The great thing about Swiss hospitality — if you can afford it — is that the worse the weather, the warmer and cozier the welcome.
And so it was in Davos this year. An icy blizzard blew across the Alps but inside the World Economic Forum conference center, delegates were suffused with an unusually warm glow. Many economists said that they were pleased and relieved that some of the world’s worst economic fears were not realized in 2013.
“We didn’t go off the fiscal cliff in the U.S.,” said Nariman Behravesh of the economic research firm IHS Global Insight. “The eurozone didn’t have a meltdown. Greece didn’t leave. China didn’t have a hard landing.”
Many here say that it was the most upbeat economic gathering in the Swiss ski resort since the financial crisis began in 2007. Newspaper columnist Gideon Rachman, of the Financial Times, says there was a lot of optimism about the United States and about its ability to sort out its fiscal problems, particularly due to the changing economies of global energy production.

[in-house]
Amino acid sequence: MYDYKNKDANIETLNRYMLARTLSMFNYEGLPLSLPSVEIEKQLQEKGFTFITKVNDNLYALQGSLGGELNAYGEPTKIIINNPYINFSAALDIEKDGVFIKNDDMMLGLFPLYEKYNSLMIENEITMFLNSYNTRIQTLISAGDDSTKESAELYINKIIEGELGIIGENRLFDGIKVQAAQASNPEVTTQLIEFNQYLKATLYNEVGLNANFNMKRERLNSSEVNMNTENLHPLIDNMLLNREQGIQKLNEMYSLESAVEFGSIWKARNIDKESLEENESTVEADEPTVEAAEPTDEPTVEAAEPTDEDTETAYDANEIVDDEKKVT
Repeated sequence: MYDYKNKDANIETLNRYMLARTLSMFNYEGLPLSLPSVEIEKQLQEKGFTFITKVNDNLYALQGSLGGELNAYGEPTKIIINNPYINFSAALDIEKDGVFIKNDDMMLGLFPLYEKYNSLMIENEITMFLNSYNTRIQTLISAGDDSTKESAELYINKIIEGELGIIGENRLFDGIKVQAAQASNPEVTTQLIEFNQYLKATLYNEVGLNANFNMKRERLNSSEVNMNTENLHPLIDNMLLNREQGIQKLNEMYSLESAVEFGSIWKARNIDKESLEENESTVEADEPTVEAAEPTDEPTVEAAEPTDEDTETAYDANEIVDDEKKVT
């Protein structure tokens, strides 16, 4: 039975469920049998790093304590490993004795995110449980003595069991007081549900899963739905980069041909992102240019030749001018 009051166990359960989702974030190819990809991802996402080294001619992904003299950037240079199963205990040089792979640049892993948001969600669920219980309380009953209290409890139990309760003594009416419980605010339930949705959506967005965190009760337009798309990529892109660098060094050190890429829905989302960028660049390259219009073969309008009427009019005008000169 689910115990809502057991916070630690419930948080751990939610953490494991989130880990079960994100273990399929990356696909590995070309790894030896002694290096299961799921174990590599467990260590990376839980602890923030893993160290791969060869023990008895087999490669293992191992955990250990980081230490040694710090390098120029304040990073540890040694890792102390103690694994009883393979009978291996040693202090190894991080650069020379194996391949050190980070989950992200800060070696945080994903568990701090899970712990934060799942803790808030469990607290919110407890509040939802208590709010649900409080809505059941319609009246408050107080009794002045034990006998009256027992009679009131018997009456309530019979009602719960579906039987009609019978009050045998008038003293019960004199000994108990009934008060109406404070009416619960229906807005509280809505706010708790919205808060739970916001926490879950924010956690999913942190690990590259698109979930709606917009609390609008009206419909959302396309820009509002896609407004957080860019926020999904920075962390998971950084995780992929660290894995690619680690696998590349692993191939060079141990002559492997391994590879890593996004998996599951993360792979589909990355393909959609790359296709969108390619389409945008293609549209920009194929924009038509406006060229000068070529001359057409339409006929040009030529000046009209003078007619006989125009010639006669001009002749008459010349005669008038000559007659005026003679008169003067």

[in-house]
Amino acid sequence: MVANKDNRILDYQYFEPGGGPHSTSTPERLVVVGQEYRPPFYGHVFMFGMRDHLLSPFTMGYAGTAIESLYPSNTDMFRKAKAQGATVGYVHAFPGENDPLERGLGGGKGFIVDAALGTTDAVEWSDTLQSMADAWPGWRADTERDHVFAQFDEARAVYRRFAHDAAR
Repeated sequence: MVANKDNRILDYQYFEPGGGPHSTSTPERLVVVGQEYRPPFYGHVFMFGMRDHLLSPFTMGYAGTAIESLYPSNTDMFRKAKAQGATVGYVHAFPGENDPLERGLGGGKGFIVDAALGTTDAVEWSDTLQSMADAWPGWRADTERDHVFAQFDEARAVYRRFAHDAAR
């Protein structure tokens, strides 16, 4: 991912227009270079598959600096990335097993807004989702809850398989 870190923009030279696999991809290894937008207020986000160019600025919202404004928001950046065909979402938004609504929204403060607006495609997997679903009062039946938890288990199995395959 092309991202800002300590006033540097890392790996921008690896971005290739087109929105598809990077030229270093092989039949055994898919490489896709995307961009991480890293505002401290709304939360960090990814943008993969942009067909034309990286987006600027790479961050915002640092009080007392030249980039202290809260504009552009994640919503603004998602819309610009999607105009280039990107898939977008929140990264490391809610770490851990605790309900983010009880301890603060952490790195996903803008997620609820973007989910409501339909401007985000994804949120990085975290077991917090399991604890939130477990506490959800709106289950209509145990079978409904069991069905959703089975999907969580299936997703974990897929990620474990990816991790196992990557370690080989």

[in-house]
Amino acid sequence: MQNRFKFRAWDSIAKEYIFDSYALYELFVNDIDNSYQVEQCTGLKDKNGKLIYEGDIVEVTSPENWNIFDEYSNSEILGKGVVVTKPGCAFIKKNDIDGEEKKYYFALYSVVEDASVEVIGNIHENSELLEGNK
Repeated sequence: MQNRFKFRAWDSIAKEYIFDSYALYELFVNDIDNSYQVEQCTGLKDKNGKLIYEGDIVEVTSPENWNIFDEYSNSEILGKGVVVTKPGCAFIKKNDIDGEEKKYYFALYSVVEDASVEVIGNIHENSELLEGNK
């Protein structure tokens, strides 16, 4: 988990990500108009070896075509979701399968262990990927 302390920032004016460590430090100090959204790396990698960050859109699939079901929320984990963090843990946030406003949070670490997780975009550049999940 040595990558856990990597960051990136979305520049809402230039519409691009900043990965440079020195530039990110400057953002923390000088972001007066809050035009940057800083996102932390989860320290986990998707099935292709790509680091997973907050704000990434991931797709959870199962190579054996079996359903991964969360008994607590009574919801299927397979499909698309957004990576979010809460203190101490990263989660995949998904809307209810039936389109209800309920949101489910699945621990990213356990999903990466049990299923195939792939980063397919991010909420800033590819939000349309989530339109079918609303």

“The shale gas revolution has really changed the atmosphere and given people the sense that there’s a big, positive development going America’s way,” said Rachman.
But at least one of the delegates at the World Economic Forum was urging caution and forecasting trouble. Barry Eichengreen, an economics professor at the University of California, Berkeley, said that the mood of financial markets is a highly changeable one.
“They can move from being overly pessimistic about the eurozone and the world economy like they were at the beginning of last year to being too optimistic now,” he said.
Eichengreen predicts that in spite of the glowing confidence expressed at this year’s forum Europe’s debt crisis could erupt again this year.
According to Eichengreen, “The weather in Davos can change very quickly from blue sky to snow.”
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